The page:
Mille horarum fodiendi



“A rock that rolls cannot build a home.” Unknown

Strong and enduring, rock plays an integral role in many aspects of trail work. Sometimes it hides beneath the dirt, a foundation, unnoticed by all except the builders who laboured hard to gather and bury it. Other times it takes centre stage, intricately organized to create an armour of protection.


Retaining walls serve a variety of functions, including providing support for widening a trail, creating the foundation for a causeway to raise the trail surface, and allowing the trail grade to be altered. Built right, a rock retaining wall can last for millennia.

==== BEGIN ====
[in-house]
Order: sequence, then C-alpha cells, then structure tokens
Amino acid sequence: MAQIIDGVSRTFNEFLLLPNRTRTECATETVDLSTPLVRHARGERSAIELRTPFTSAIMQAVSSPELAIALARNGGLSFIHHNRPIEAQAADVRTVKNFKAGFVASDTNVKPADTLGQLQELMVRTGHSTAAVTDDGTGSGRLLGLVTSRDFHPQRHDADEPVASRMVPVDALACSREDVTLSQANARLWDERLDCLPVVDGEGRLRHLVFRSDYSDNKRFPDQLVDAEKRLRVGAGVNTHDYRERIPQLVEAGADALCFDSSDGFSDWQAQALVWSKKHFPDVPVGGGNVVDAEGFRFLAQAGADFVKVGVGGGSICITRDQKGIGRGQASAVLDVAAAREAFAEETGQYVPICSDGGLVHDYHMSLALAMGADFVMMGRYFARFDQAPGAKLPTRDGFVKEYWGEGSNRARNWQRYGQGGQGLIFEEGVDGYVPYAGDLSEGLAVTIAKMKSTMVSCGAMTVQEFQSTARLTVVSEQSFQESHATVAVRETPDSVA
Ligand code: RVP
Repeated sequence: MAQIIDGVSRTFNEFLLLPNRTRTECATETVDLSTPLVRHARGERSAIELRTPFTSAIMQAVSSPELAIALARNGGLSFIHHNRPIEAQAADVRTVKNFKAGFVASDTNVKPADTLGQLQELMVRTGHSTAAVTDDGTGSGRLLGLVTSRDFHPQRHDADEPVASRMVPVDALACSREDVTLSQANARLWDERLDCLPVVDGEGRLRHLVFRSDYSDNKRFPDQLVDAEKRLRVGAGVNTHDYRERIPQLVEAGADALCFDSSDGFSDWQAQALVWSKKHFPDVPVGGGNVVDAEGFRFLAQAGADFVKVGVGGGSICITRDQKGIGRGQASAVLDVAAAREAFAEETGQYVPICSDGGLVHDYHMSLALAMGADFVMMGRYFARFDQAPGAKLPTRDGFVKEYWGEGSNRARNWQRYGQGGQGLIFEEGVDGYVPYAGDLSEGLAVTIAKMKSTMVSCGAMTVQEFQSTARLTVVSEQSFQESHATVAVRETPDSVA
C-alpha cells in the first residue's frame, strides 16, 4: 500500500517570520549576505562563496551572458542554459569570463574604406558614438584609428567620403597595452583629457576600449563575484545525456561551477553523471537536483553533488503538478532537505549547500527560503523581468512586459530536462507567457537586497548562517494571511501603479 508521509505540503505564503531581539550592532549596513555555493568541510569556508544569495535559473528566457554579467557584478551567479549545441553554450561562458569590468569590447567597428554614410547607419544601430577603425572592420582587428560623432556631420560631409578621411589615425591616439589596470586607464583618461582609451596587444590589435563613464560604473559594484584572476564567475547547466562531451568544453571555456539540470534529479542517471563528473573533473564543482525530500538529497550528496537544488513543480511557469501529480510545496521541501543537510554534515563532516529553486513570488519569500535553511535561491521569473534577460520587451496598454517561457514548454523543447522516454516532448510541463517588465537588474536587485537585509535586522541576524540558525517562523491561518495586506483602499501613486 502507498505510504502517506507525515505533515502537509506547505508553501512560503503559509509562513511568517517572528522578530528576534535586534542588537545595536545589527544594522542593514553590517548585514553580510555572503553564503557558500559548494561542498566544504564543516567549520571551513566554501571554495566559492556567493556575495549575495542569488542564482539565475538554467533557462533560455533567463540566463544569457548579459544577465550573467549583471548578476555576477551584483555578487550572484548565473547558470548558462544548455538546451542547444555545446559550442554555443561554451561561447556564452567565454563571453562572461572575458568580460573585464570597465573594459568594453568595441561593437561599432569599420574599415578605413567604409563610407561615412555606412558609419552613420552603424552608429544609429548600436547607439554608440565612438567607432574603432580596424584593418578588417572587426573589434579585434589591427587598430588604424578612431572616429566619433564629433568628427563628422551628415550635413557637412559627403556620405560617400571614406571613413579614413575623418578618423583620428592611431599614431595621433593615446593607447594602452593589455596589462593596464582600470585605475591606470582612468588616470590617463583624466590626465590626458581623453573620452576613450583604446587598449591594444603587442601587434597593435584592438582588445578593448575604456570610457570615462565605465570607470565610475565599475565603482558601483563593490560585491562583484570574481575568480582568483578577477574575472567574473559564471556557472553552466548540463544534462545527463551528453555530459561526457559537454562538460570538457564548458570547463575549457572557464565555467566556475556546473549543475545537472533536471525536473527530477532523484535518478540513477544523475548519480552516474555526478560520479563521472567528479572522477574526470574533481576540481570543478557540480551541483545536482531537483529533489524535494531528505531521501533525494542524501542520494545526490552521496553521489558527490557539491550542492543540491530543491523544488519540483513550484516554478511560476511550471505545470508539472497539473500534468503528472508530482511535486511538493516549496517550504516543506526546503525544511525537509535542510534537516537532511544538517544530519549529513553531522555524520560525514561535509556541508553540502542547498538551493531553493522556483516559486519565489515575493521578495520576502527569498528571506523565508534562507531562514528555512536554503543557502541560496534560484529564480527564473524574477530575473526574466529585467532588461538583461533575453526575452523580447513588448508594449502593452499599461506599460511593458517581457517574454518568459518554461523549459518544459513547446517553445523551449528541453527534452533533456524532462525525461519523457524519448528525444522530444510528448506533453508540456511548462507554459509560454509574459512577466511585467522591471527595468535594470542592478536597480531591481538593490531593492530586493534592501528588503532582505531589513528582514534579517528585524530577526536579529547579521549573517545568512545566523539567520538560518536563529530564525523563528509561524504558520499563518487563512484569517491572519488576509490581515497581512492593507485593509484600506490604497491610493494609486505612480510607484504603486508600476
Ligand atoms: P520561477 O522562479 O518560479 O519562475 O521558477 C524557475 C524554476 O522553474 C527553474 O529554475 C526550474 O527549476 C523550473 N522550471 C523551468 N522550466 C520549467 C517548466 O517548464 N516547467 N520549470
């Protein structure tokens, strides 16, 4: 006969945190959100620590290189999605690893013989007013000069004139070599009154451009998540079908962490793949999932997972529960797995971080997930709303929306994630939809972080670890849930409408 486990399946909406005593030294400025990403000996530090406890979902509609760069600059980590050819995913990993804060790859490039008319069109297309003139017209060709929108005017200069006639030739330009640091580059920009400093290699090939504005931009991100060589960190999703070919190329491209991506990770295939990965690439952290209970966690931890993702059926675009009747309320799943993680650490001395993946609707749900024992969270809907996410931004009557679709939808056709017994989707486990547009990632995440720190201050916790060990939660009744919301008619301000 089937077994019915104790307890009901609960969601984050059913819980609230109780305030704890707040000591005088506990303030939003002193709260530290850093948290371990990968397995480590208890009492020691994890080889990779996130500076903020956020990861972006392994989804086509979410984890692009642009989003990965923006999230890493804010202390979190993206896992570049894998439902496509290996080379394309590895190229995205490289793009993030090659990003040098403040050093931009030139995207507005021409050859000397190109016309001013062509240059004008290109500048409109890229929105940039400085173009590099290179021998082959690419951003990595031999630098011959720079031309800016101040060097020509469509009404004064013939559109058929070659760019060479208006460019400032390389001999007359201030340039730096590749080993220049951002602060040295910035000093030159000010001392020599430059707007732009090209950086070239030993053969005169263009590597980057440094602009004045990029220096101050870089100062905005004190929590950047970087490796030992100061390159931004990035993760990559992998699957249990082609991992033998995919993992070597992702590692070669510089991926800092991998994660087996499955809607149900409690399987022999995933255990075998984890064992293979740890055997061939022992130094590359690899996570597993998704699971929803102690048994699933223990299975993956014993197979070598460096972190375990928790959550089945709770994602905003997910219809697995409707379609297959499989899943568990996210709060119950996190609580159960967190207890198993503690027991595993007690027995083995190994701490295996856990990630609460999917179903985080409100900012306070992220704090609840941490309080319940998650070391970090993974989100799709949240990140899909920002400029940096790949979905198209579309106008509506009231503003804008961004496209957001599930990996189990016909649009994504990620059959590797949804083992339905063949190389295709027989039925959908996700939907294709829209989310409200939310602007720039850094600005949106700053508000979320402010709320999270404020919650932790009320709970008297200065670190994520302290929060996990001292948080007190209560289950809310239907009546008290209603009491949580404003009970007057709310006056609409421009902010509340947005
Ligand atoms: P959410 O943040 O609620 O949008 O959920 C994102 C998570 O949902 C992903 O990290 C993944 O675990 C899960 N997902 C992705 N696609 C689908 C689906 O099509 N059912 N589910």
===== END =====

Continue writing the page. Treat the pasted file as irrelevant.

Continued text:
French Drain

A French drain was constructed to allow water from a ephemeral stream to travel underneath the trail rather than along the trail surface contributing to erosion.

A layer of large rocks was placed on the original trail bed with spaces between them to allow water to flow around them and drain off the trail. Additional layers of progressively smaller rocks were used to build up the height of the trail bed. The trail was capped with mineral soil and outsloped, enabling any surface water to sheet off the trail more easily.  

Work was completed as part of the NSMBA Trail Academy program

Builders: P. Deck & M. Newman
Trail: Cabin Trail, Mount Seymour | December 2017